Thornton is a rangy linebacker who is completely comfortable in coverage and able to rush the passer when asked. Harper was typecast as a Cover 2 corner, but he's shown himself to be capable in man-to-man and has added a lot to the Titans run defense as a willing and reliable tackler. Scott has helped make a brawny line that's allowed only two sacks even more physical.
In 2007, the Colts were ready to let Harper and David move on as they had young risers Marlin Jackson and Kelvin Hayden ready to take over. Harper got a three-year contract for between $9 and 10 million. David was a restricted free agent, but Indy didn't match a four-year, $16.5 million offer sheet.
The Colts haven't missed him the way they have missed Thornton and, because of injuries in the early part of this season, Scott.
Polian said after a Titans-Colts game last season that his team's best linebacker was wearing No. 50 for the other team. Indy might have been able to re-sign him, but accounting issues with the NFL Management Council over signing bonuses for Manning and Harrison under the new CBA in 2006 clogged up Polian's salary cap and the linebacker was gone by the time things were sorted out.
"That's probably the free agent loss that I took hardest," Polian said. "Because I had such high regard for him as a person, as a player and as a leader."
And while the Colts seemingly chose between Lilja and Scott, they certainly could have used Scott to this point, as injuries have thinned their options along the line and Lilja remains on the physically unable to perform list.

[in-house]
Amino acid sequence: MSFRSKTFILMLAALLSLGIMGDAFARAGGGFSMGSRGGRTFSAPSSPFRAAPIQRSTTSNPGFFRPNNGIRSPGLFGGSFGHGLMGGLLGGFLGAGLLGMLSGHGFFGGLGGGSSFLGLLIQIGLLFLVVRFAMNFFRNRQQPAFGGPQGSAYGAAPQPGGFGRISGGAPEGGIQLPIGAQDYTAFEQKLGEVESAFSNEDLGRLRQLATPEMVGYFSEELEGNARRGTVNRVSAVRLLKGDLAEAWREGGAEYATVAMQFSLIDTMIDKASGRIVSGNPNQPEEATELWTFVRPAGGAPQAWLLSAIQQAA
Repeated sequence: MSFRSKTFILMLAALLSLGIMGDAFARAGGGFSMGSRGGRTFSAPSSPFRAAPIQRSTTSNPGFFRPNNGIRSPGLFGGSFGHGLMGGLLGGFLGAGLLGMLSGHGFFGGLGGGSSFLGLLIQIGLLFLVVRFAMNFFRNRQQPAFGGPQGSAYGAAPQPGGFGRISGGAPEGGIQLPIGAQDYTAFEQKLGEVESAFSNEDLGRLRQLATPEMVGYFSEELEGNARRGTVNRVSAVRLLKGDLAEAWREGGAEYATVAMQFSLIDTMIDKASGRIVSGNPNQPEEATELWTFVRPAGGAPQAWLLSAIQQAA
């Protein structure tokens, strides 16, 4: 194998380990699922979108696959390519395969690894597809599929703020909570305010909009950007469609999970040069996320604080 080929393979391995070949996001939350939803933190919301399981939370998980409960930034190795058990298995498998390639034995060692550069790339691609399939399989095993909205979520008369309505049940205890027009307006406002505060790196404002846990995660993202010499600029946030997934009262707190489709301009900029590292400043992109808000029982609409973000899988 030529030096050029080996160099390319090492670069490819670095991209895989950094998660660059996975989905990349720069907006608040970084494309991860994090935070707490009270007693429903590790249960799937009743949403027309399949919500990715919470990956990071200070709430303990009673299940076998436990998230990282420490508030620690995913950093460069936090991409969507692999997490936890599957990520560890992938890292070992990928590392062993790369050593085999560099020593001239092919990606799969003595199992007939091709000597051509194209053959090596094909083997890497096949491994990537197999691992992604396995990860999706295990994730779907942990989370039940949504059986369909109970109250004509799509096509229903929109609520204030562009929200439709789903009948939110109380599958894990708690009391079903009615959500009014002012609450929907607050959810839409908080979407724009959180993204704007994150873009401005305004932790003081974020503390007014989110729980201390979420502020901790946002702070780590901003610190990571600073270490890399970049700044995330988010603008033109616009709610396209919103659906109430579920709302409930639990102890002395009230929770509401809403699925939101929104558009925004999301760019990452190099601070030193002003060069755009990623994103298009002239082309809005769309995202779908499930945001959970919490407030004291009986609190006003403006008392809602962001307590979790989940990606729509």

He said while a lot of Titans defenses start as zones, they wind up working man-to-man concepts with which he is now completely comfortable. Harper is always quick to note that he was a man corner when he joined the Colts after a year with the Hamilton Tiger-Cats of the CFL.
"Definitely, I am not a product of what the Colts did," he said.
His old teammates will watch him work Sunday, and take note of Thornton and Scott too. They understand why they are where they are, even if they don't like it.
"I'm very happy for all those guys, all good guys, they've done well down there so far," center J
eff Saturday said. "But you knew leaving here, they were the good guys. You knew what you had as players. They showed up here each and every week and performed and played to an outstanding level. They're just doing it for another team.
"They have great leadership qualities, each and every one of them do, and they just took it to the Titans. That's the way the league is now. When teams play you twice a year they can get a good sense of how good you're going to be for them. And I think the Titans made a good move there."
Posted by ESPN.com's Pat Yasinskas
They could be talked about for the next four months and any of the above could help decide the NFC South title. But, often times, it's not the big stories that determine a season. Often, it's the things that seem subtle that emerge as big topics.